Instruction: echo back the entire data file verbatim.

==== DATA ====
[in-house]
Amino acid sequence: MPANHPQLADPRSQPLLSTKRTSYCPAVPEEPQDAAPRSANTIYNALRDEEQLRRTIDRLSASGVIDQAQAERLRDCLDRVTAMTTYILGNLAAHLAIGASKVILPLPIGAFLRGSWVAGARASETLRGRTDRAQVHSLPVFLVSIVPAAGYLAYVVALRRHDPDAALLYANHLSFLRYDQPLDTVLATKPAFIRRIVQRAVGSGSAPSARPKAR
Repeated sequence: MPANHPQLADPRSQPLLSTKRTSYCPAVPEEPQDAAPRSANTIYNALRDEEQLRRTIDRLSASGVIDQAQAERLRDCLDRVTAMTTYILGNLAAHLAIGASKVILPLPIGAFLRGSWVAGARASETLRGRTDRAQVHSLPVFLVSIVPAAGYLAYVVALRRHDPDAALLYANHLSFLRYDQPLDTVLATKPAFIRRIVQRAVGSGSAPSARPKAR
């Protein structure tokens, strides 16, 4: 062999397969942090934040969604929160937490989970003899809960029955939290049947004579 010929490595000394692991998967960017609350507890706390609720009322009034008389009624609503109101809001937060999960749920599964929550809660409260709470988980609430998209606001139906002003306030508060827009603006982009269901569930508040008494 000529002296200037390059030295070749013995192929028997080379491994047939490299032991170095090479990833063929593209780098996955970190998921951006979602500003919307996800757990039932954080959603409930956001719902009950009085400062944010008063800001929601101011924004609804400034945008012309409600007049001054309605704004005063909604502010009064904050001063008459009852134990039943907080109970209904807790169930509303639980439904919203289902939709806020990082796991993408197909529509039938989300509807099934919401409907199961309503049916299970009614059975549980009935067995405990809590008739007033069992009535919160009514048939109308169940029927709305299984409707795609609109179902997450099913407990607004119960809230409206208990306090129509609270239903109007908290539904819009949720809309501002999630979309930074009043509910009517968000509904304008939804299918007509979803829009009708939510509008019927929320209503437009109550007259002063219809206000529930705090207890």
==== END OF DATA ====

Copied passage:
[in-house]
Amino acid sequence: MPANHPQLADPRSQPLLSTKRTSYCPAVPEEPQDAAPRSANTIYNALRDEEQLRRTIDRLSASGVIDQAQAERLRDCLDRVTAMTTYILGNLAAHLAIGASKVILPLPIGAFLRGSWVAGARASETLRGRTDRAQVHSLPVFLVSIVPAAGYLAYVVALRRHDPDAALLYANHLSFLRYDQPLDTVLATKPAFIRRIVQRAVGSGSAPSARPKAR
Repeated sequence: MPANHPQLADPRSQPLLSTKRTSYCPAVPEEPQDAAPRSANTIYNALRDEEQLRRTIDRLSASGVIDQAQAERLRDCLDRVTAMTTYILGNLAAHLAIGASKVILPLPIGAFLRGSWVAGARASETLRGRTDRAQVHSLPVFLVSIVPAAGYLAYVVALRRHDPDAALLYANHLSFLRYDQPLDTVLATKPAFIRRIVQRAVGSGSAPSARPKAR
């Protein structure tokens, strides 16, 4: 062999397969942090934040969604929160937490989970003899809960029955939290049947004579 010929490595000394692991998967960017609350507890706390609720009322009034008389009624609503109101809001937060999960749920599964929550809660409260709470988980609430998209606001139906002003306030508060827009603006982009269901569930508040008494 000529002296200037390059030295070749013995192929028997080379491994047939490299032991170095090479990833063929593209780098996955970190998921951006979602500003919307996800757990039932954080959603409930956001719902009950009085400062944010008063800001929601101011924004609804400034945008012309409600007049001054309605704004005063909604502010009064904050001063008459009852134990039943907080109970209904807790169930509303639980439904919203289902939709806020990082796991993408197909529509039938989300509807099934919401409907199961309503049916299970009614059975549980009935067995405990809590008739007033069992009535919160009514048939109308169940029927709305299984409707795609609109179902997450099913407990607004119960809230409206208990306090129509609270239903109007908290539904819009949720809309501002999630979309930074009043509910009517968000509904304008939804299918007509979803829009009708939510509008019927929320209503437009109550007259002063219809206000529930705090207890």